We are entering the college football playoff period and there is a lot of talk about successful coaches and their coaching trees. A coaching tree is the geneology, if you will, of the influencers of successful coaches. Because it is relatively easy to track where successful head coaches played their college sports, served as graduate assistant coaches, and held their assitant coaching jobs, we have a pretty good idea which head coaches were their greatest influencers. So why don’t we have the equivalent of a coaching tree for successful entrepreneurs?
- The Entrepreneurial Process is Informal – Unlike the coaching ranks, the growth and progression of entrepreneurs isn’t tracked in a formal system. Coaching is structured, hierarchical, and is a formal job with an actual title that means something (not Chief Culture Curator). Entrepreneurship is relatively unstructured and, unlike coaching, there is no system that tracks where they are trained, what other companies they may have worked for, which companies they start or how successful they are (unless they reach an IPO).
- The Family Influence – Many successful entrepreneurs are influenced most significantly by their families. Studies have shown that around half of entrepreneurs have entrepreneurial parents or family members. Growing up in a family business can have a profound influence on entrepreneurs. Working in that business when they are young, understanding the entrepreneurial mindset and what it takes to be successful, and learning the language and concepts of business early on are clearly major influencers. For these successful entrepreneurs their most significant influences did not come from holding a formal position in another company or startup, but rather from being emersed in an entrepreneurial family with entrepreneurial friends.
- Entrepreneurship Is Not a Linear Progression – Coaching careers are relatively linear as players become graduate assistants, assistant coaches, and finally head coaches. Although some coaches go from head coaches at a small college or high school level to assistant coaches as a higher level, the progression is generally predictable. Entrepreneurs on the other hand, can take a relatively circuitous path to success. Some launch unsuccessful startups when they are young, go work for other companies to get experience and make connections, only to launch their own companies again later. Some start their companies right out of high school, learn what they need to know on the job and launch, run, and sell multiple companies throughout their life. Finally, others work in other large corporations, sometimes in the same industry, for 15 years or more before taking the leap to form their own company. While there are basic skills and experience required for success, their is no set formula for how to acquire them and no guarantee that having them will lead to success as an entrepreneur. If the journey is your goal, you are more accepting of the risk of failure.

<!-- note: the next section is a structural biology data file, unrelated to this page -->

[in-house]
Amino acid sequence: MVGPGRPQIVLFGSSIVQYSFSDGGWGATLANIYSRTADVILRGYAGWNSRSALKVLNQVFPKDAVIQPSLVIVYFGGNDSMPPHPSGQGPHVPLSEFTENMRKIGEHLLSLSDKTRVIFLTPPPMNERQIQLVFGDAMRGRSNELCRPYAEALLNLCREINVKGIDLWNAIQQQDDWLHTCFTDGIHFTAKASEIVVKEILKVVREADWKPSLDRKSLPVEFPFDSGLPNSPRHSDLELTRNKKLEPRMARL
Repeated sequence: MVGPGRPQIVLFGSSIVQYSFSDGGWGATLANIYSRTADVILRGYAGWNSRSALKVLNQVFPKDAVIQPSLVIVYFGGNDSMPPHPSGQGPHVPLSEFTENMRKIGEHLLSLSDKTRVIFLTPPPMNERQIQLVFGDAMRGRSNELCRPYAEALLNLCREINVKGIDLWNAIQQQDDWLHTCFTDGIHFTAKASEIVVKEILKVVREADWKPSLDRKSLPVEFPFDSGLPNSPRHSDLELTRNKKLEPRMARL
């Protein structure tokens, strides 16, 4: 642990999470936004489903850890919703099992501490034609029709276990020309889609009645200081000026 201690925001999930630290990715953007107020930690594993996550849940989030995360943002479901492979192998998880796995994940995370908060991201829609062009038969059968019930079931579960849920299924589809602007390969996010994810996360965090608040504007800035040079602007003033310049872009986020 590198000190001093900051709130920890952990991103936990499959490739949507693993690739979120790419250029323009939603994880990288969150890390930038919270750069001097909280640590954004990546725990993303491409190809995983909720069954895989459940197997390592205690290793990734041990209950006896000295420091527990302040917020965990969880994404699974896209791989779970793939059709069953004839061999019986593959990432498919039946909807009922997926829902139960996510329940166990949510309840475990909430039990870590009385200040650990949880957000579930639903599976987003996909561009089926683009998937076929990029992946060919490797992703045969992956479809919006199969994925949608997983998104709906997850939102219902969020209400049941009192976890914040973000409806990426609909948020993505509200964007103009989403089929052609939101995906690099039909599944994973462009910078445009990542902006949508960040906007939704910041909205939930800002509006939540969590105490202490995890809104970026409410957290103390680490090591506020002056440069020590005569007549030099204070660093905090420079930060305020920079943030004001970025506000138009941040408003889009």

THE TAKEAWAY: The good thing about entrepreneurial life is that there is no set path to success. The bad thing about the entrepreneurial life is that there is not a set path to success. Unlike entrepreneurs, one reason successful coaches got into coaching was that they like the structure and having a predefined path to success. While the maverick entrepreneurs will always forge their own path, I believe many entrepreneurs can expedite their path to success if they can tap into a somewhat structured system of skills and knowledge acquisition, work experiences, and true mentors. Despite the perception of the free wheeling, unbound startup culture, a little strategically placed structure and discipline is a good thing.